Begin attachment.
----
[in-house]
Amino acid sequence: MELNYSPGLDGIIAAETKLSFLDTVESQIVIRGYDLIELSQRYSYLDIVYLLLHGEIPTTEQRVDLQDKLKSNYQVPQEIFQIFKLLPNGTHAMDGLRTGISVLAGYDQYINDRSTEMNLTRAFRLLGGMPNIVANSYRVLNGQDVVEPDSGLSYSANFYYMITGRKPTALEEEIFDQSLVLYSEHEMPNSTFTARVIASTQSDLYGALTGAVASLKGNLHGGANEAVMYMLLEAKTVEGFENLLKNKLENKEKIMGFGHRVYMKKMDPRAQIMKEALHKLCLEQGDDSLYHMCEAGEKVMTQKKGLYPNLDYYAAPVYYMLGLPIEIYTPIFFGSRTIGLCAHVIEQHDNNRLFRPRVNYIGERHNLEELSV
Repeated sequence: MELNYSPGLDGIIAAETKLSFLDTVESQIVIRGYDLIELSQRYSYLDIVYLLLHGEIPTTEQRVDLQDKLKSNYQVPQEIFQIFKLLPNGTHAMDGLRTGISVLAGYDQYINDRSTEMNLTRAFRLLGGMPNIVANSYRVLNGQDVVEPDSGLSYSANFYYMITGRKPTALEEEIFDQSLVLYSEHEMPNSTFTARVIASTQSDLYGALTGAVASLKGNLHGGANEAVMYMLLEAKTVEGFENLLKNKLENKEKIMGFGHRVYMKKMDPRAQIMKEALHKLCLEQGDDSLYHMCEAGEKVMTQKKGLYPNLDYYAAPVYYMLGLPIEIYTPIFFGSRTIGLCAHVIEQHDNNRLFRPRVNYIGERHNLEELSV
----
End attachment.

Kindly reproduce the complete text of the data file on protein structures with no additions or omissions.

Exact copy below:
[in-house]
Amino acid sequence: MELNYSPGLDGIIAAETKLSFLDTVESQIVIRGYDLIELSQRYSYLDIVYLLLHGEIPTTEQRVDLQDKLKSNYQVPQEIFQIFKLLPNGTHAMDGLRTGISVLAGYDQYINDRSTEMNLTRAFRLLGGMPNIVANSYRVLNGQDVVEPDSGLSYSANFYYMITGRKPTALEEEIFDQSLVLYSEHEMPNSTFTARVIASTQSDLYGALTGAVASLKGNLHGGANEAVMYMLLEAKTVEGFENLLKNKLENKEKIMGFGHRVYMKKMDPRAQIMKEALHKLCLEQGDDSLYHMCEAGEKVMTQKKGLYPNLDYYAAPVYYMLGLPIEIYTPIFFGSRTIGLCAHVIEQHDNNRLFRPRVNYIGERHNLEELSV
Repeated sequence: MELNYSPGLDGIIAAETKLSFLDTVESQIVIRGYDLIELSQRYSYLDIVYLLLHGEIPTTEQRVDLQDKLKSNYQVPQEIFQIFKLLPNGTHAMDGLRTGISVLAGYDQYINDRSTEMNLTRAFRLLGGMPNIVANSYRVLNGQDVVEPDSGLSYSANFYYMITGRKPTALEEEIFDQSLVLYSEHEMPNSTFTARVIASTQSDLYGALTGAVASLKGNLHGGANEAVMYMLLEAKTVEGFENLLKNKLENKEKIMGFGHRVYMKKMDPRAQIMKEALHKLCLEQGDDSLYHMCEAGEKVMTQKKGLYPNLDYYAAPVYYMLGLPIEIYTPIFFGSRTIGLCAHVIEQHDNNRLFRPRVNYIGERHNLEELSV